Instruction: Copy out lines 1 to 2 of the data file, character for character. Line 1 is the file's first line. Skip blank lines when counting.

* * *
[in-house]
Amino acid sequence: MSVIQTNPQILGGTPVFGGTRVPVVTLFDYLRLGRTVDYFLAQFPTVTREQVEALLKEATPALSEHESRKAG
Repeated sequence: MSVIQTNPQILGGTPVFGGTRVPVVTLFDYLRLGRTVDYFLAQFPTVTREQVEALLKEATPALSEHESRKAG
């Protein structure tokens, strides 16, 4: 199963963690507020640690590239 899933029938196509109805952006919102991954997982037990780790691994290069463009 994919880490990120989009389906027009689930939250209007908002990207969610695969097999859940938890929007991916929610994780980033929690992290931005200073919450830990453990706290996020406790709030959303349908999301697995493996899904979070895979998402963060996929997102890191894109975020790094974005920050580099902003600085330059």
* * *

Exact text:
[in-house]
Amino acid sequence: MSVIQTNPQILGGTPVFGGTRVPVVTLFDYLRLGRTVDYFLAQFPTVTREQVEALLKEATPALSEHESRKAG